21 Jan Partner Up & Get Stuff Done
Do you want to achieve something big and audacious this year? Stick to small goals or change a few habits? An accountability partner can help you achieve your goals and change habits more consistently.
I find it especially helpful for the self-employed and entrepreneurial spirits who have the joy of being their own boss. The feedback and coaching a boss offers is missing which can be both a welcome relief and barrier to accomplishment.
Generally I love the beginning of the New Year. I’m super attracted to the idea of a clean slate, new beginnings, etc… This year, I’ve been slower to get started. I needed time to process and re-charge. I don’t know about you, but last year was a little rough. So here I am at mid-month, finally ready to go. Thank goodness I have an accountability partner to ease the process.
What is an Accountability Partner?
An accountability partner is someone that you meet with weekly, monthly, or even quarterly to brainstorm, set goals, follow up on progress, and celebrate when applicable. Consistency in communication and written plans are key. My recommendation is weekly or bi-weekly 30 to 60-minute talks to see a difference in achievement or habit change.
This structure works really well for people who are what Gretchen Rubin describes as an Obliger. Many fall into this category. I know I’m one. She describes an Obliger as someone who readily meets outer expectations, but struggle to meet inner expectation. They meet deadlines set by others. Essentially, they don’t let other people down, but display procrastination towards their personal goals.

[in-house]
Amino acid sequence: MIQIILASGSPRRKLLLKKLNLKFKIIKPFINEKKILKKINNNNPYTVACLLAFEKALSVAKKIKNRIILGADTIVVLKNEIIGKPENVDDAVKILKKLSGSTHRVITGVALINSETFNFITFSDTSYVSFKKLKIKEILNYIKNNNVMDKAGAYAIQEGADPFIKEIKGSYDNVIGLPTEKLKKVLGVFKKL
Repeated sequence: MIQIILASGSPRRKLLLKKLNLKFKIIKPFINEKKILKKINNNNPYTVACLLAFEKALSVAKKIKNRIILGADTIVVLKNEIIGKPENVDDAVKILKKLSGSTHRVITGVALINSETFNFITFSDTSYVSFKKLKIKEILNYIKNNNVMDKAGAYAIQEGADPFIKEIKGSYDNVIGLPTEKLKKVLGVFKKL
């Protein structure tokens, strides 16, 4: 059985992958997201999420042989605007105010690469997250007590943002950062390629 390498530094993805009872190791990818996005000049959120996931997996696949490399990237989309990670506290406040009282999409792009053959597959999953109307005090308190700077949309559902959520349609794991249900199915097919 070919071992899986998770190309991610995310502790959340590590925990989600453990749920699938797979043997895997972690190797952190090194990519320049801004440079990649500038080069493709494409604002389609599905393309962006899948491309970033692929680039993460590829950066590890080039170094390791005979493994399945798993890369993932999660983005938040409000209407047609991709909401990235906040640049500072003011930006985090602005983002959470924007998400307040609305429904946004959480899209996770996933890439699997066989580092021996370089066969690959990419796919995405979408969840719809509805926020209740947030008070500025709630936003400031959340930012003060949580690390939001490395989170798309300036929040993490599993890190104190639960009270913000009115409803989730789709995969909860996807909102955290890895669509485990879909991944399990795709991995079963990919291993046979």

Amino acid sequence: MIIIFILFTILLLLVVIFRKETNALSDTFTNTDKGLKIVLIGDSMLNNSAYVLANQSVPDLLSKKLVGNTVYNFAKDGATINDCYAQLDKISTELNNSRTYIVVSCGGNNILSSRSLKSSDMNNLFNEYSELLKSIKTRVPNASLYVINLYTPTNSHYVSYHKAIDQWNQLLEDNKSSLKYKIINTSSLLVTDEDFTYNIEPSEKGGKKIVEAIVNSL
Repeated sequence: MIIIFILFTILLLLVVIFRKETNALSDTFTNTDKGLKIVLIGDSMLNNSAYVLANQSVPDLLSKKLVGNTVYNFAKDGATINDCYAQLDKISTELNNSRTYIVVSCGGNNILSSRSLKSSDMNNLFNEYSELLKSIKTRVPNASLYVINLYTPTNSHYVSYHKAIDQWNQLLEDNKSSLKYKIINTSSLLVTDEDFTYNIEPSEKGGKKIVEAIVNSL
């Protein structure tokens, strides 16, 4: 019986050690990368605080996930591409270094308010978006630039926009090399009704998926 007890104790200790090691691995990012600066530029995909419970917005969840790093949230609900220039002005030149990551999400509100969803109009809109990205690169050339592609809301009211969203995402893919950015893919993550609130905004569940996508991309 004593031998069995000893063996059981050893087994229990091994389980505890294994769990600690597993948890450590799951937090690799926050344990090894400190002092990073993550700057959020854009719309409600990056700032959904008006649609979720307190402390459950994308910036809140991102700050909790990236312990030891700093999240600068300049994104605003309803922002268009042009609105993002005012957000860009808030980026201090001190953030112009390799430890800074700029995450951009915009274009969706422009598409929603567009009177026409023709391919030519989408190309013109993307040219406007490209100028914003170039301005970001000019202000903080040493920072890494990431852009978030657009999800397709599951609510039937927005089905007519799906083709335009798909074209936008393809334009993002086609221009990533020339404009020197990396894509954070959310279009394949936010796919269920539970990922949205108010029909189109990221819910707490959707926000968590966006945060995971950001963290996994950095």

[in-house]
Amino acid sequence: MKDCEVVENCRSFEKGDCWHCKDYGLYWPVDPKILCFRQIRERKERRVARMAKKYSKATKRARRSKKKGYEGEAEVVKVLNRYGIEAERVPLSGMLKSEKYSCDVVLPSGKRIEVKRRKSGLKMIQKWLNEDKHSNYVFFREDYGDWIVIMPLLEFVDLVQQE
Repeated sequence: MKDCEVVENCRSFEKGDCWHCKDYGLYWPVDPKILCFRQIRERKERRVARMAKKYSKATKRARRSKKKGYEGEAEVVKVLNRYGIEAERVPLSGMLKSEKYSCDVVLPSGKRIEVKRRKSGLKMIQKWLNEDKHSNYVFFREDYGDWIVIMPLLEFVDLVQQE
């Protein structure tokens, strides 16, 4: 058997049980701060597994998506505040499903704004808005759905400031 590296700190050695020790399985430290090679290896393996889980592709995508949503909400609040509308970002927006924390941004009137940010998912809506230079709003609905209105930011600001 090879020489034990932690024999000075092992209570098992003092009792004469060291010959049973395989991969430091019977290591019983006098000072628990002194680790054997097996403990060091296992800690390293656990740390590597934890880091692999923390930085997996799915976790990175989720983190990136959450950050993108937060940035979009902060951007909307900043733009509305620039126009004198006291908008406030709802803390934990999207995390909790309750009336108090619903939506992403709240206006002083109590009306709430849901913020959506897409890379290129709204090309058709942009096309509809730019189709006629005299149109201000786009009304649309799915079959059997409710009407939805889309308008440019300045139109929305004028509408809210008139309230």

Effective Accountability Partner Traits
- Common Goals
- Professional Relationship
- Decent Listening Skills
- Able to Meet at Scheduled Times
- Positive “Can Do” Attitude
- Relatively Organized
- Can Commit for 6 months to 1 Yr. Min.
Friends and family can work as an accountability partner, however, a less intimate relationship might be better. A classmate, teacher, co-worker, or peer colleague are good choices. It’s ok to pay someone for this as well, such as a life coach, nutritionist, personal trainer, professional networking group, or therapist.
What Worked for Me
Martha Pedersen and I met through a business development class. We had to pick an accountability partner. I knew as soon as I heard Martha speak about her clients that she spoke my language. I liked her which is important. After all, we talk weekly by phone. We have kept each other accountable to our long-range and short-range goals for almost 2 years. Amazing things have happened for both of us because we’re 100% optimistic and supportive for each other.
Martha says, “I like the consistency of an accountability partner. It makes intentionality a habit.”
Totally agree. Meeting her was worth every penny of an over-priced series of classes. Too bad she didn’t collect the fee!
Goals and strategies are set for 2019. We use the 19 for 19 structure we heard on Gretchen Rubin and Liz Craft’s Happier podcast last year. There were personal ups and downs last year. Despite that, our professional 18 for 18 goals did not get lost. For me, it was largely due to our commitment to our calls. I don’t flake out if others are involved. If that resonates for you, I highly recommend partnering up.
If you’re interested in adding an accountability partner to your life and aren’t sure where to start, seeing a therapist can be a great first step. Call or email me to schedule a 30-minute consultation via the phone or in person. Together we can figure it out!
Kate Murphy, LMSW
Kate Murphy, a therapist in Berkeley Lake, specializes in helping you decrease stress and anxiety. You can live a more balanced, connected, and meaningful life. Kate works with individuals and couples over the age of 18 to support healing, communicating, and experiencing joy more often.